Walking the Walk

I was walking around a couple of days ago when someone shouted from over a block away. I turned and saw a distant figure waving wildly and running my way. It was an acquaintance I hadn’t seen in years. “Cashman!” he yelled, as he got closer. “I knew it was you! I’d recognize that dumb walk of yours anywhere!”

I too recognized him immediately. I’d know that tactless, insulting boor anywhere.
But he was right. I do have a bit of a dumb gait. It’s not quite similar to a chicken, but rather more like a duck.

My feet tend to flare out at slight angles when I stroll. If they were hands on a clock (or, in this case, feet on a clock) they’d point at ten o’clock and two o’clock. So I’m about twenty minutes short of a normal stride.

Worst of all, I’m also somewhat knock-kneed—which also affects my sauntering. As a kid, I didn’t know what ‘knock-kneed’ meant. Then I heard a comedian tell a joke on a TV show: “Yesterday I saw a knock-kneed woman telling a bow-legged man to go straight home.” The audience guffawed—but I didn’t get it.

My dad tried to explain: “It’d be like you telling your friend Tim Rutherford to go straight home. It’d be absurd, because neither one of you can go straight anywhere. He’s bowlegged—and you’re knock-kneed. Get it?”

I didn’t.
Later, my mom comforted me by saying, “You know, Superman is knock-kneed too. Watch the beginning of his TV show sometime—when he’s standing with his hands on his hips in front of the U.S. flag. He’s SUPER knock-kneed. Yet he’s more powerful than a locomotive.”

She was right. But he was also faster than a speeding bullet, so it wasn’t as noticeable.

In my teen years, after I realized that I had a somewhat dorky ambulation, I decided to consciously change the way I walked. I practiced in front of a mirror. I tried to imitate every
cool walking style I’d seen from TV or the movies. But my attempt at John Wayne looked more like a limp; my Robert Redford came across as pigeon-toed—and my Clint Eastwood
was better suited to a fire walker.

My best imitation was Audrey Hepburn, but I knew if I adopted that one it would blow my chances of making the football team.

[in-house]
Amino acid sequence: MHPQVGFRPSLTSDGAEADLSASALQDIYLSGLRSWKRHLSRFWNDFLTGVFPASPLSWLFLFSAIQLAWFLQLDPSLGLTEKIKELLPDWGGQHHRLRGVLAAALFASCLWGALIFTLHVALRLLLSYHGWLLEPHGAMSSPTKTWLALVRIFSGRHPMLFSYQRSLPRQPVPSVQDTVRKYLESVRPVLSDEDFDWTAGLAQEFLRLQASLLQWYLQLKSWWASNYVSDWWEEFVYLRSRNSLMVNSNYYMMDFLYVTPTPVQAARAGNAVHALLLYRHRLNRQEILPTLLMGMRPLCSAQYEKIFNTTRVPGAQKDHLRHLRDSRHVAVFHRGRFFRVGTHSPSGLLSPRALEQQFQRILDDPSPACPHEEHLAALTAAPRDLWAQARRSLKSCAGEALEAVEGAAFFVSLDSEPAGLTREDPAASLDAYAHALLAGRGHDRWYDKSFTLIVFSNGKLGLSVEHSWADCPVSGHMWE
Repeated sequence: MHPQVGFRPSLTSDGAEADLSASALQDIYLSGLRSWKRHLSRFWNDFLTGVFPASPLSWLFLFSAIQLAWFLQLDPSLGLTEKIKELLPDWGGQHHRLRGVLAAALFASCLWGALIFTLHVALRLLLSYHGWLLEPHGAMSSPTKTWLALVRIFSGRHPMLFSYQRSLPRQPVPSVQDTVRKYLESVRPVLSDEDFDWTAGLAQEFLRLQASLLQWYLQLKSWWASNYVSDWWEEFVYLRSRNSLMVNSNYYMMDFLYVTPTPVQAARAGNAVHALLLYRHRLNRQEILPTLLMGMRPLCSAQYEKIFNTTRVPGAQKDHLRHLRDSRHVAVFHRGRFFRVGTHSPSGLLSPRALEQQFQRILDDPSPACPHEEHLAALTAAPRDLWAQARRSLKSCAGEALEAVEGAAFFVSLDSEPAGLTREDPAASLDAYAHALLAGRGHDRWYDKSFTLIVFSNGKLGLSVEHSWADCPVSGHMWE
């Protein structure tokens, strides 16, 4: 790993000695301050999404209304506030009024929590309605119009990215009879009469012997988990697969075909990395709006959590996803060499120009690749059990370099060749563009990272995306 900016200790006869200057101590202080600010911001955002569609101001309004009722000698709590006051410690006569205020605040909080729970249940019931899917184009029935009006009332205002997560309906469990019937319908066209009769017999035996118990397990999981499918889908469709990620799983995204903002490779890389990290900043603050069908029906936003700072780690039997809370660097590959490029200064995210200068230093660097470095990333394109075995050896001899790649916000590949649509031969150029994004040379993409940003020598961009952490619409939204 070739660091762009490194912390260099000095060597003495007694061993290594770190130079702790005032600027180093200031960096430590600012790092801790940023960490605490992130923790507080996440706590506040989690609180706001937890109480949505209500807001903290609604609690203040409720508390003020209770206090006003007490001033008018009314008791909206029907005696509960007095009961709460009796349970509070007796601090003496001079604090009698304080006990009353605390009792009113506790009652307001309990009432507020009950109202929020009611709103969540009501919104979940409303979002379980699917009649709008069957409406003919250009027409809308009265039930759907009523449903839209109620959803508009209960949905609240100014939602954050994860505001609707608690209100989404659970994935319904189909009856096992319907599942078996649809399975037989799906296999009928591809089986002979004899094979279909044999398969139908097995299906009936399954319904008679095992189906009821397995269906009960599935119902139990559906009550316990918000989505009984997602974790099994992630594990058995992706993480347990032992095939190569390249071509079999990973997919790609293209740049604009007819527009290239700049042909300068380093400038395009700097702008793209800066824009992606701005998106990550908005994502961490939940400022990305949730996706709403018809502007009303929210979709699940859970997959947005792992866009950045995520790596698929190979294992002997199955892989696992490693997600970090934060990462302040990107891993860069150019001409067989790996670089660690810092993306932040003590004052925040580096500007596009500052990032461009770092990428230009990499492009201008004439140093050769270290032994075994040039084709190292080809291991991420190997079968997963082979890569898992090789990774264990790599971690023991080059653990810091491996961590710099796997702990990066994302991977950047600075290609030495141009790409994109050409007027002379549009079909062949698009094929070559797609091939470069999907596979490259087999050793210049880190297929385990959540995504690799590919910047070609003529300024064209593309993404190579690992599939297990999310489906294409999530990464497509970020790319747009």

I finally gave up and decided that one of the freedoms we enjoy as Americans includes the right to walk the way we each naturally do. It speaks to our nation’s pluralism of ideas, values and sashays.
But as I studied this subject more closely, I found that apparently one civilization—the ancient Japanese—spent more than a little time thinking about how to strut—and they thought everybody ought to do it the same way.

Back then, virtually all Japanese were taught to walk in a style called the “namba”—in which the left leg and left arm swing forward at the same time, and then the right leg and right arm swing forward at the same time. And so it would continue.

If you don’t think that’s hard to do, give it a try. It creates a sensation that is not unlike taking an amble after riding the Tilt-A-Whirl for an hour.

The story goes that the Japanese not only taught their kids to walk like that—but also their horses. Apparently the ancient Japanese didn’t bother with the far more time-consuming task of making centipedes comply.

Nowadays, scientists say that westerners generally all walk the same way—with the occasional exceptions due to knock-knees and the like. But even though ‘namba’ is no longer in vogue, the modern-day Japanese walk with lots more variation than the rest of the world. Some swing their arms; some keep them at their sides; some walk on their toes; some on their heels.

And perhaps some walk like my old school chum, Milton Bowman. Milton always walked as if he were going uphill—sort of stepping high and leaning forward.

At a class reunion a couple of years ago, I spotted Milton. But now, he looks like he’s walking downhill. We chatted for a while and then he said, “I gotta joke for you. Did you hear the one about the knock-kneed woman telling a cross-eyed man to go straight home?’

I looked at him for a moment—and then said, “No, I haven’t. How does it go?”